The Moon of Yamaki Mansion - Kagekado
(Yamaki Yakata no Tsuki - Kagekado).
Publisher: Akiyama Buemon.
Format: Oban tate-e. H.12.75 x W. 8.75".
Condition: Good Impression and colors. Some soiling, including an ink spot (from original printing?) on the lower portion of print. Slight margin trimming. "Karazuri" embossing on Kagekado's clothing and cartouche. Faux woodgrain on panel behind Kagekado.
Katou Kagekado was a retainer of Yoritomo, leader of the Minamoto clan. Their long campaign against the Taira clan began with this attack on the Yamaki mansion, home of Yoritomo’s bitter enemy, Taira no Kanetaka. This took place on a full moon night, the 16th night of the 8th lunar month of 1180.
In this scene, Kagekado, sent by Yoritomo, cleverly balances his helmet on his spear outside the door of Kanetaka, whose huge shadow can be seen in the moonlit paper of the sliding fusuma door. Attacking the helmet, Kanetaka is easily dispatched and then decapitated by Kagekado, who then lights the paper door afire signaling victory to Yoritomo’s waiting troops. Yoritomo eventually became shogun, and was succeeded by his son Sanetomo, whom Kagekado also served. When Sanetomo was assassinated in 1219, Kagekado became a monk.
The root of the character kage means “shadow,” and the sound of Kagekado’s name (not the literal translation) could mean “the shadow in the corner.” A shadow is an important part of the design, and this element would echo in the mind of a Japanese viewer of the print. [ref: Stevenson, #27].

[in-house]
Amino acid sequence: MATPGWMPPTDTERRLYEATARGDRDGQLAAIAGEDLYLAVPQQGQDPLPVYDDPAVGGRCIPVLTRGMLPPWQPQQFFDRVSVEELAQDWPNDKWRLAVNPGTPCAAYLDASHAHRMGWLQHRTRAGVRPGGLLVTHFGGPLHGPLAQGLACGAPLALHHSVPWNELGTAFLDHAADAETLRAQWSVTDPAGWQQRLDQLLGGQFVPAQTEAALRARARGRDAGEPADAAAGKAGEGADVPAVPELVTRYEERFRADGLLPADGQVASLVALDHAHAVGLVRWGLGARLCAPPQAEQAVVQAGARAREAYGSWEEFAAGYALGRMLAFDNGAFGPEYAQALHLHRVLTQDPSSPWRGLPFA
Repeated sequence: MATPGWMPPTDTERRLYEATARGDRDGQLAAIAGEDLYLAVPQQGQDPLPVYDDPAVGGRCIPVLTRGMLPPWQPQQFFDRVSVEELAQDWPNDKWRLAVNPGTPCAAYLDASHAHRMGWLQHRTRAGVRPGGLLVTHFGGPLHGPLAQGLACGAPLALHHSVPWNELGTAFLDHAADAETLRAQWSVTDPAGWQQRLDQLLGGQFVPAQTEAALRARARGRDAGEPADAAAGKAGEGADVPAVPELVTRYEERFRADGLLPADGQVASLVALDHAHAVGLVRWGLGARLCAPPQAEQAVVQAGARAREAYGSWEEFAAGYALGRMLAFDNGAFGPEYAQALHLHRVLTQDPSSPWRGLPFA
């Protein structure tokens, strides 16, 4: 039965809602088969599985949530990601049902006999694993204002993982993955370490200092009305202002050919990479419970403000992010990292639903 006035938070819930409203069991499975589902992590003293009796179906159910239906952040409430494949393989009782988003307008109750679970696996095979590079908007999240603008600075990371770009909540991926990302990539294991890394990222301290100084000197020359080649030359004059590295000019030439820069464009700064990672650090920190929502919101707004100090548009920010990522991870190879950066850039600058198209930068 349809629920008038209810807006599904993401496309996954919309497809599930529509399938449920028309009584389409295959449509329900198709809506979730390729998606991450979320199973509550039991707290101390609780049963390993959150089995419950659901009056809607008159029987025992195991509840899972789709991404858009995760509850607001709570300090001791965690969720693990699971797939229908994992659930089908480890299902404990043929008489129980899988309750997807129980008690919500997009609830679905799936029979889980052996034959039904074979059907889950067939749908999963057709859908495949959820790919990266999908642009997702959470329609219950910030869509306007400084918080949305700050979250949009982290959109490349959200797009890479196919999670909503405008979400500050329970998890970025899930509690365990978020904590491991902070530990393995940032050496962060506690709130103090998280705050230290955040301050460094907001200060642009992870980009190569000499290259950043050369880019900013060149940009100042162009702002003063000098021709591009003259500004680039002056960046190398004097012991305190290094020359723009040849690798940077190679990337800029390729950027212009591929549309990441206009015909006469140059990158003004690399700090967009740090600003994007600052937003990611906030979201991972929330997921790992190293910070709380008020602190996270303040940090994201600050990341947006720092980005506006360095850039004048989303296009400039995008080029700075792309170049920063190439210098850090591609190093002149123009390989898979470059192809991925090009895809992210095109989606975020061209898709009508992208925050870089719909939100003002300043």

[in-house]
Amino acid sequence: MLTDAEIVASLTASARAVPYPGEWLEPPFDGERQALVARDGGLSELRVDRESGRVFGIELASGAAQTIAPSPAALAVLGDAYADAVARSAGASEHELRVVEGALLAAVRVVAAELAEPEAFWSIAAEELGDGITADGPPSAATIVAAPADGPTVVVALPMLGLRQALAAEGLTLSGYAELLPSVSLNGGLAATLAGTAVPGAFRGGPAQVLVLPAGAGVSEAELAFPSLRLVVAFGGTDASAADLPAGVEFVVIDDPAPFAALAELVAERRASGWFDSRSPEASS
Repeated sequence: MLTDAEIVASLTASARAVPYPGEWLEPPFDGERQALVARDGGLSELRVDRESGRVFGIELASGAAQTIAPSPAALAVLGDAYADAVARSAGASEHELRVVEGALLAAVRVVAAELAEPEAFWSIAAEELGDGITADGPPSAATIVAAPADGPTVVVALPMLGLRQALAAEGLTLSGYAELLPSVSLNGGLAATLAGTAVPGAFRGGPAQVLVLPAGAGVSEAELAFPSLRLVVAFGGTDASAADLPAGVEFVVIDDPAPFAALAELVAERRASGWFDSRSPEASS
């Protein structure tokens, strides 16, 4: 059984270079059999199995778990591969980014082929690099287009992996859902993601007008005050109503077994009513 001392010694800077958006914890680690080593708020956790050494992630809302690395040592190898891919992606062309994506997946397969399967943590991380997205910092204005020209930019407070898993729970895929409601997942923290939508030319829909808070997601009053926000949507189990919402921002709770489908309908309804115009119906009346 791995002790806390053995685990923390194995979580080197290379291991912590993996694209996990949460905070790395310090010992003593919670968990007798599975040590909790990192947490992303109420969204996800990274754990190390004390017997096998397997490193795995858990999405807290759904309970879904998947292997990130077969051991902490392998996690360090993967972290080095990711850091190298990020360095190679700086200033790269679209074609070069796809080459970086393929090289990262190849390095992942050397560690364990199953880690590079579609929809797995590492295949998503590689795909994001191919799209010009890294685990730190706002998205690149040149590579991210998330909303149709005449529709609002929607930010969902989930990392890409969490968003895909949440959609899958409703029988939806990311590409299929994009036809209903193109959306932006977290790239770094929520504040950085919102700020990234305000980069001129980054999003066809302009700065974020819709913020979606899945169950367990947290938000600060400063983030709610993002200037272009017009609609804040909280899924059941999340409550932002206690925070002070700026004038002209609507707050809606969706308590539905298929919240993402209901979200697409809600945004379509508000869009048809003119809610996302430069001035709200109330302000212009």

Tsukioka Yoshitoshi, 1839-1892.
His given name was Yonejiro, and he became a student of the great ukiyo-e artist, Kuniyoshi, at the age of eleven. In 1853, the same year that Commodore Perry’s fleet arrived in Japan, Yoshitoshi composed his first woodblock print, a triptych of the Minamoto and Taira naval battle at Dannoura. His life and prints often mirrored the political turmoil and cultural upheaval besieging Japan in the late 1800's. He is often remembered by his prints featuring bloody and gruesome scenes. However, one of his last series, “One Hundred Aspects of the Moon,” also showed the artist’s talent and innovation. The Moon series exhibited not only technical skill and artistic creativity, but also the pinnacle of Yoshitoshi’s career in terms of emotional maturity.
An excellent resource for information on the Moon series, and on the life of Yoshitoshi, is John Stevenson’s “Yoshitoshi’s One Hundred Aspects of the Moon” (Hotei Publishing, 2001.)